Office of the VP for Communications – Keeping alumni and friends connected to U-M

Innovation

  1. Snails help solve mystery with world’s smallest computer

    U-M scientists using a computing system so tiny it can stick to a snail’s shell recently collected data ‘that nobody had been able to obtain’ before. Evolutionary biologists are using the miniaturized sensing computers to understand how to preserve and protect endemic species.

  2. Good science changes: That’s a good thing

    Throughout history, the process of discovery has always involved correcting mistakes, clarifying our understanding, and adding deeper shades of nuance. These changes in our knowledge are features of science, not bugs.

  3. Trapping ocean microplastics

    Some 8 million tons of plastic trash enter the ocean each year, most of which is battered into microplastics. U-M researchers can now spot these harmful flecks, tracking where they enter the water, how they move, and where they tend to collect around the world.

  4. ‘A student I knew well was getting skinnier before my eyes’

    Transplant surgeon Michael Englesbe assumed anxiety was causing his research associate’s weight loss. But it was poverty. So he enlisted a crew to create the Shield Fund to support struggling medical students.

  5. Toddler with spina bifida meets paralympian: “She has crutches like me”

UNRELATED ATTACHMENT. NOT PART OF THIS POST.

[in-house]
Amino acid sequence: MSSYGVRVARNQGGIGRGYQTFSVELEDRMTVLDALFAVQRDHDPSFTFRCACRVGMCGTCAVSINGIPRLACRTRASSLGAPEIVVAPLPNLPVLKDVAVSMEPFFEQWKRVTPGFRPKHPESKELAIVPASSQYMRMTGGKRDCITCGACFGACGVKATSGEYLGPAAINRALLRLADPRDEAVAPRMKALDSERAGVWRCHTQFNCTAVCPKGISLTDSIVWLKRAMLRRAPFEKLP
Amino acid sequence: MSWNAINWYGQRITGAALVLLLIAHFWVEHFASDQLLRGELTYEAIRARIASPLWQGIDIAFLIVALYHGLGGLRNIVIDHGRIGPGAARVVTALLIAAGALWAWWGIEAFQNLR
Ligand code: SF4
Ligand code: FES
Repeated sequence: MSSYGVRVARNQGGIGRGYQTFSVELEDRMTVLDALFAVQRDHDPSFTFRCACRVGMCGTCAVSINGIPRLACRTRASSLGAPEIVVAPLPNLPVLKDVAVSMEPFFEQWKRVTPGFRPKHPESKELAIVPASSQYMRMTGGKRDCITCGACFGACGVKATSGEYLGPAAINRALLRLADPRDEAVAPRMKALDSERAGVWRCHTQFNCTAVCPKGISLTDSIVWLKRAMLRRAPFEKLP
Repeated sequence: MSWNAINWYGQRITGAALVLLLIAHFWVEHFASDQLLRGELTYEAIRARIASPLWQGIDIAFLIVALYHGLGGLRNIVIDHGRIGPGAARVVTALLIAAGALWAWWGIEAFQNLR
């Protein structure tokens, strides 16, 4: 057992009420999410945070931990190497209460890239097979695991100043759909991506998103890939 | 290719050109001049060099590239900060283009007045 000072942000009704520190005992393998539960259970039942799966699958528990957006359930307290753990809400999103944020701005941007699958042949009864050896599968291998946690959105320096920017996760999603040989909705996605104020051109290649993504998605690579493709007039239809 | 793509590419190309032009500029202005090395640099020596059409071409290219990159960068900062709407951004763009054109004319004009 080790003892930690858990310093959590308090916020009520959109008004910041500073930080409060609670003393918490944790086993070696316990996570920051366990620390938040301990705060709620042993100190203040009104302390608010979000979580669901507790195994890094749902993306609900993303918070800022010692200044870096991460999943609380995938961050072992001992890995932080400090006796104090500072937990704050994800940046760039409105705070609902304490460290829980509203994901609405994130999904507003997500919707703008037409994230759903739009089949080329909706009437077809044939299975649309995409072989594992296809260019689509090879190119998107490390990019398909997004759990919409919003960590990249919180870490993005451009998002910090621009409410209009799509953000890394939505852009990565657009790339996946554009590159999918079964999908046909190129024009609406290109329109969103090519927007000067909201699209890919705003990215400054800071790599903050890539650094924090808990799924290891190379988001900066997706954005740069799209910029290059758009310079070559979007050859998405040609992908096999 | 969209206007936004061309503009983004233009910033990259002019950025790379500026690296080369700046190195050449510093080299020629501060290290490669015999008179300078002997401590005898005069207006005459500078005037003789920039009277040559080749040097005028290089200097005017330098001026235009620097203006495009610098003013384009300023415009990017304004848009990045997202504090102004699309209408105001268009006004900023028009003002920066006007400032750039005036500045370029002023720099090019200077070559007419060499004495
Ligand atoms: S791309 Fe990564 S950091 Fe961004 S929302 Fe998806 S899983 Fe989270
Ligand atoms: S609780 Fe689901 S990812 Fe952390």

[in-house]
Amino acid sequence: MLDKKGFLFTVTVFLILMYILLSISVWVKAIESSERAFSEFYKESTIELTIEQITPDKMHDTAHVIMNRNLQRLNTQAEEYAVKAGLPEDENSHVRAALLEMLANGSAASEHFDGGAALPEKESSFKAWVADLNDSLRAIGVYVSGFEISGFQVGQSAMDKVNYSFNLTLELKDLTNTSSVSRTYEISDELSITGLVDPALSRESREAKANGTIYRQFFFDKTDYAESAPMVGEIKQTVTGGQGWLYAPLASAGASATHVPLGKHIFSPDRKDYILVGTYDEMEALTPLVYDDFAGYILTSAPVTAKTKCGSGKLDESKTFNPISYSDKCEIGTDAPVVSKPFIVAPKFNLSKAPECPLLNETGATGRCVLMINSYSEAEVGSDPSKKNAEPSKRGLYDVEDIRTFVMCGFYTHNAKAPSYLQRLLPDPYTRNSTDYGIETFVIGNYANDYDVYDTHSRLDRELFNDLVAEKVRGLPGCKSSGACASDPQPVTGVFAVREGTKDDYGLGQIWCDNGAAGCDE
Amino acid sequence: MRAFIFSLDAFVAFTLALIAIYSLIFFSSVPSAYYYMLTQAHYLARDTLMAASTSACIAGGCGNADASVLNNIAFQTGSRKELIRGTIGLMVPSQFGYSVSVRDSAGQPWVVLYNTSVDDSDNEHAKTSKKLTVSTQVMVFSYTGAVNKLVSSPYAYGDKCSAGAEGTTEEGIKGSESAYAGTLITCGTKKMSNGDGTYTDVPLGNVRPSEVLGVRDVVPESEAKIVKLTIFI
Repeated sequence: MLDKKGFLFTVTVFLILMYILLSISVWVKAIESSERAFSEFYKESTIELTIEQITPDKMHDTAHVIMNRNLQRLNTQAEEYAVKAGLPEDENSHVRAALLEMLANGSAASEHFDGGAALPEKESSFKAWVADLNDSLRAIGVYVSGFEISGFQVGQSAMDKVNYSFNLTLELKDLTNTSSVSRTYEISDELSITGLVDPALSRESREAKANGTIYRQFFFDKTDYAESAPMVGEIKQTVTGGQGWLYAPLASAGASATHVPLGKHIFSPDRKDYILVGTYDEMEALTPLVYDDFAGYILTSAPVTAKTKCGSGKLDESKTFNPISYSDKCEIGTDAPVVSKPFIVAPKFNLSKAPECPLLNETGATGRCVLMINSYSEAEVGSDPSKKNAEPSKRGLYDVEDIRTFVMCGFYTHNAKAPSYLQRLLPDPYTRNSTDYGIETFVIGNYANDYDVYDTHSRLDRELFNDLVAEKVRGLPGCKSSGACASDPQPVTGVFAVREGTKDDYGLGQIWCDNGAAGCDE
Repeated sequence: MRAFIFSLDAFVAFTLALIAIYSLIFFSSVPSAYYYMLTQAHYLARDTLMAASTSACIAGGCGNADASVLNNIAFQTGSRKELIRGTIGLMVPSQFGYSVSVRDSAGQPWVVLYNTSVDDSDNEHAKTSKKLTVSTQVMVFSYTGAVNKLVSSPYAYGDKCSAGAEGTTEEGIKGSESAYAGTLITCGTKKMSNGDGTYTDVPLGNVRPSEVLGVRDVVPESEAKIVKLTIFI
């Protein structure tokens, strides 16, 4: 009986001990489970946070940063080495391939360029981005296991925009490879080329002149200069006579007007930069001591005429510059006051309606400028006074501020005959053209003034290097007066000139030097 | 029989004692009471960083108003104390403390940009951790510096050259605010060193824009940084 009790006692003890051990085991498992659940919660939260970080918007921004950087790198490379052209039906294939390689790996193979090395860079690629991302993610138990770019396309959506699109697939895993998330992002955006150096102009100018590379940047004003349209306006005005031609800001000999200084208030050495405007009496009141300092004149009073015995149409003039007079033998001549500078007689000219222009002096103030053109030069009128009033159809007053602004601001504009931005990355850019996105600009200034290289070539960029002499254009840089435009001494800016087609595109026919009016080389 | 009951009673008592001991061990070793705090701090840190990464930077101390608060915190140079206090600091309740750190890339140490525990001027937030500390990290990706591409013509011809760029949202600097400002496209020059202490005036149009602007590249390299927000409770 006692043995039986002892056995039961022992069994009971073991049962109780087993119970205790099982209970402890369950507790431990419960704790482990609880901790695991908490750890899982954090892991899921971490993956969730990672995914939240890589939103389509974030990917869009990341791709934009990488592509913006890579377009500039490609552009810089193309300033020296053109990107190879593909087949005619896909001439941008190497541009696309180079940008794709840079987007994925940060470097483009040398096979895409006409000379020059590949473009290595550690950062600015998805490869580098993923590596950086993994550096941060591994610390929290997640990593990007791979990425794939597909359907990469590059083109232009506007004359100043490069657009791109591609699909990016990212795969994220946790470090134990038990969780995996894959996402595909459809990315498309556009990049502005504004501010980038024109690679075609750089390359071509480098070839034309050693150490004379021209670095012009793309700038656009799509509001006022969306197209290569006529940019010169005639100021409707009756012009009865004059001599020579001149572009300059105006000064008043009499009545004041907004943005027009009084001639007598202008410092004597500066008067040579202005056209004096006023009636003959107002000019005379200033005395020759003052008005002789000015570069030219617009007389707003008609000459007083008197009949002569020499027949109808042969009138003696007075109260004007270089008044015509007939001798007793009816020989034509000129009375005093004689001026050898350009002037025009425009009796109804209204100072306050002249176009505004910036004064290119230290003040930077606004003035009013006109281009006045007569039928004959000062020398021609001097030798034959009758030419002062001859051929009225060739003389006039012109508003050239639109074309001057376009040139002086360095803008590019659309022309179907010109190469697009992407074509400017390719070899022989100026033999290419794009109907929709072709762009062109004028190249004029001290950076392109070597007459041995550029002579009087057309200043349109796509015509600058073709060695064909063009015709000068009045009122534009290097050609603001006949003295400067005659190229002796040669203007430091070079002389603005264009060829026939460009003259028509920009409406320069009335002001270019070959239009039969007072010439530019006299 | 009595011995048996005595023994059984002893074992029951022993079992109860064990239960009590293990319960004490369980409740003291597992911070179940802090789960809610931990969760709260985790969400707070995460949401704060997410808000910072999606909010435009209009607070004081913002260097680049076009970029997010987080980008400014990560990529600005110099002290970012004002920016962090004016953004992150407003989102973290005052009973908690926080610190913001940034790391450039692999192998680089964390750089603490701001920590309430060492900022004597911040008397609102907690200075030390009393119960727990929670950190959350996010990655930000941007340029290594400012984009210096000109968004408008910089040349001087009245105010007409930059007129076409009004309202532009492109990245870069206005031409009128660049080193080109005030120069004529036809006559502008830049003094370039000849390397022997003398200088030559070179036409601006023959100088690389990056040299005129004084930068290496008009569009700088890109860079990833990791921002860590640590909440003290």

A young patient’s reaction to a commercial featuring gold medalist and double amputee Jessica Long goes viral, leads to a Zoom introduction.

  6. Patient rounds get a technical upgrade

    Out of crisis comes opportunity — and with COVID-19 derailing traditional hospital rounds, U-M researchers have found a way to bring caregivers safely to the bedside.

  7. Choose your own adventure

    Experience an earthquake, frolic on Mars, and chase a robot up the stairs. It’s just another dazzling day at U-M’s Ford Motor Company Robotics Building, now open for mind-bending business.

  8. Sticking the landing on Mars: High-powered computing reduces guesswork

    NASA’s Mars Perseverance Rover touched down on the Red Planet’s surface Feb. 18. U-M’s Jesse Capecelatro has been working with NASA to better understand what happens during landings when surface particles are stirred up.

  9. How to make the robot revolution serve the people

    The Ford Robotics Building, at $75 million and 140,000 square feet, is set to open soon. Features include an indoor fly zone for autonomous aerial vehicles, an outdoor playground for walking robots, a high-bay garage for self-driving cars, and more.